|Course Number||Course Title||CR|
|EN 101||English Composition||4|
|EN 1xx||English Elective [excluding EN 100 and EN 120]||3|
|Computer Literacy (IT 102 or equivalent)||3|
|GS 100||College Success Seminar or||1|
|GS 102||Study Strategies||2|
|Humanities HI 104 Western Civilization I and HI 105 Western Civilization II and XX xxx Humanities/Fine Arts/Foreign Language Elective||9|
|Mathematics * MT 124 College Algebra or higher level math course AND MT xxx||8-9|
|Science (with lab) [excluding BI 100, CH 100, and PH 100]||8|
|Social Sciences (three courses with AN, EO, HI, PS, PY, or SO prefix, excluding HI 104 and HI 105)||9|
|EN 1xx||Introductory Genre courses||6|
|EN 2xx and 2xx||Sequential Survey Courses||6|
|EN 2xx||Upper level electives||6|
Minimum 64 credits required for Graduation
* MT 129 does not meet the minimum math requirements in this category
Note: a minimum of 16 credits hours must be earned through instruction at NHTI with a minimum of 8 credit hours in courses numbered at the 200-level.
Curriculum for students entering program in 2014-15.
The degree of Associate in Arts in Liberal Arts with a Concentration in English will be awarded upon successful completion of the program.
This English concentration falls under the Liberal Arts program. Twenty-one credits to be taken in Literature, the credits to be divided up on such a way as to provide students with a working knowledge of genres and history while also allowing room for more concentrated course work in a student’s particular interest.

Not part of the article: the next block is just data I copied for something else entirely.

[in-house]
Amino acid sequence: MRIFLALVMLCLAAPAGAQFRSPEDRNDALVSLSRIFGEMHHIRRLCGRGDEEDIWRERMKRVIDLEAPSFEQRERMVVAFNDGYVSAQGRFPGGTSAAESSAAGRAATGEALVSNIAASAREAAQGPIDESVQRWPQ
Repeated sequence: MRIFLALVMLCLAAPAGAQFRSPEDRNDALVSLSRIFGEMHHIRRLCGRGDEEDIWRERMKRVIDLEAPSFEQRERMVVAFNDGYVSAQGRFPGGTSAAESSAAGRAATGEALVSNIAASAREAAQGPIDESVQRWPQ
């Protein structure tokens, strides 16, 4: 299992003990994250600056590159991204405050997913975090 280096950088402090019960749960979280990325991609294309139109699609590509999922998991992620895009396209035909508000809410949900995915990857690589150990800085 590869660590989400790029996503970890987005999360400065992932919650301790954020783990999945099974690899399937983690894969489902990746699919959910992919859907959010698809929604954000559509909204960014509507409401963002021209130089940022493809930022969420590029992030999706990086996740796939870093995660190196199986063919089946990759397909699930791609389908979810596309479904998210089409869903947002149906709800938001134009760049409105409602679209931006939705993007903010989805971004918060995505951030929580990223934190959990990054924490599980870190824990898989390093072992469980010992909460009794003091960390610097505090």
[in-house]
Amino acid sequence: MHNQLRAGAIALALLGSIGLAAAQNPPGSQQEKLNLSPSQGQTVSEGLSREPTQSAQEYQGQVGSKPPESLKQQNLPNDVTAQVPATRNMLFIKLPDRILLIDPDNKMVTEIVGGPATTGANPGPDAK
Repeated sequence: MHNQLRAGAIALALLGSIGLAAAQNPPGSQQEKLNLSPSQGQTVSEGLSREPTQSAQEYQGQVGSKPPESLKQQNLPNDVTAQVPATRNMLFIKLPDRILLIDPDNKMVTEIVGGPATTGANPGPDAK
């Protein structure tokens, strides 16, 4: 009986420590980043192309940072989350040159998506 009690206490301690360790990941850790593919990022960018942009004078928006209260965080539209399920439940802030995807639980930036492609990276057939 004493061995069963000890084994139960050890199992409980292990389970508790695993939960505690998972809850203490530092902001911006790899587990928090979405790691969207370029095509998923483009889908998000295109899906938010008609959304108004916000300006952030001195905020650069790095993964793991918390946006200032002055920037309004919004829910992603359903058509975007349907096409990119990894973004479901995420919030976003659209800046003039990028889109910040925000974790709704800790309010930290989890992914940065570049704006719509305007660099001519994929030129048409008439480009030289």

By the end of the program the successful student will have a basic understanding of the characteristics of literature produced during the generally understood periods (Renaissance, Enlightenment, Romantic, Modernist and Contemporary) as well as a broad sense of western history and of its epistemic changes over time, a sense of the meaning and function of genre (drama, fiction, poetry, nonfiction), and an understanding of place and function of literature in the contemporary world.
Specific Admission Requirements
NHTI has developed excellent practicum opportunities for our students to foster hands-on learning while simultaneously receiving credit. Nonetheless, the college's first priority must be to ensure that patients/clients/children/families are not placed in jeopardy by students during learning experiences. Therefore, students in internship, externship, practicum, service learning, and clinical experiences must demonstrate sufficient emotional stability to withstand the stresses, uncertainties and changing circumstances that characterize patient/client/child/family responsibilities. Furthermore, the student is expected to have the emotional stability required to exercise sound judgment, accept direction and guidance from a supervisor or faculty member, and establish rapport and maintain sensitive interpersonal relationships and confidentiality with employees, customers, and/or patients/clients/children and their families.